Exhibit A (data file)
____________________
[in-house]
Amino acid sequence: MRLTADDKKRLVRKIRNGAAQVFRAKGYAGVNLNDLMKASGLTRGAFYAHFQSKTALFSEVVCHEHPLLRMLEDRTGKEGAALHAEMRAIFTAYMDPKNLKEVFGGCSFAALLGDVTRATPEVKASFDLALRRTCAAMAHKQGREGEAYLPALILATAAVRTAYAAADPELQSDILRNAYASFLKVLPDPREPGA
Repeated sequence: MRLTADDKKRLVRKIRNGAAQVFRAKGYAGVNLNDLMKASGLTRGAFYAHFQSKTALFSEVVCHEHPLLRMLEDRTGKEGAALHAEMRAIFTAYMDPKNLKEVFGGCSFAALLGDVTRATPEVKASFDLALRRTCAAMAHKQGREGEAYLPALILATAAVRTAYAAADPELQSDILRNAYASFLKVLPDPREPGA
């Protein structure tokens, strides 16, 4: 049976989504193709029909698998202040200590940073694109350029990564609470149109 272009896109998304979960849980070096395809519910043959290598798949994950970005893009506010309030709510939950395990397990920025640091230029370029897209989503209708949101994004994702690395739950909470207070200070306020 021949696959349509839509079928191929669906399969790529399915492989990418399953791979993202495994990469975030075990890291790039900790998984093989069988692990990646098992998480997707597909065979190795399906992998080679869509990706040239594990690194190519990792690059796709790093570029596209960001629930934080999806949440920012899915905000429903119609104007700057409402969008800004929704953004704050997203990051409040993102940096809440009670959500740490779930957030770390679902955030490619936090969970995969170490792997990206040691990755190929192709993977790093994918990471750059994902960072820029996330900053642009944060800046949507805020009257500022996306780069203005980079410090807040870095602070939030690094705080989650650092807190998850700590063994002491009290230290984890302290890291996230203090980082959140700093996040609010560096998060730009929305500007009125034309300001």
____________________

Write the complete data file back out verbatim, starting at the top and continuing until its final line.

[in-house]
Amino acid sequence: MRLTADDKKRLVRKIRNGAAQVFRAKGYAGVNLNDLMKASGLTRGAFYAHFQSKTALFSEVVCHEHPLLRMLEDRTGKEGAALHAEMRAIFTAYMDPKNLKEVFGGCSFAALLGDVTRATPEVKASFDLALRRTCAAMAHKQGREGEAYLPALILATAAVRTAYAAADPELQSDILRNAYASFLKVLPDPREPGA
Repeated sequence: MRLTADDKKRLVRKIRNGAAQVFRAKGYAGVNLNDLMKASGLTRGAFYAHFQSKTALFSEVVCHEHPLLRMLEDRTGKEGAALHAEMRAIFTAYMDPKNLKEVFGGCSFAALLGDVTRATPEVKASFDLALRRTCAAMAHKQGREGEAYLPALILATAAVRTAYAAADPELQSDILRNAYASFLKVLPDPREPGA
């Protein structure tokens, strides 16, 4: 049976989504193709029909698998202040200590940073694109350029990564609470149109 272009896109998304979960849980070096395809519910043959290598798949994950970005893009506010309030709510939950395990397990920025640091230029370029897209989503209708949101994004994702690395739950909470207070200070306020 021949696959349509839509079928191929669906399969790529399915492989990418399953791979993202495994990469975030075990890291790039900790998984093989069988692990990646098992998480997707597909065979190795399906992998080679869509990706040239594990690194190519990792690059796709790093570029596209960001629930934080999806949440920012899915905000429903119609104007700057409402969008800004929704953004704050997203990051409040993102940096809440009670959500740490779930957030770390679902955030490619936090969970995969170490792997990206040691990755190929192709993977790093994918990471750059994902960072820029996330900053642009944060800046949507805020009257500022996306780069203005980079410090807040870095602070939030690094705080989650650092807190998850700590063994002491009290230290984890302290890291996230203090980082959140700093996040609010560096998060730009929305500007009125034309300001």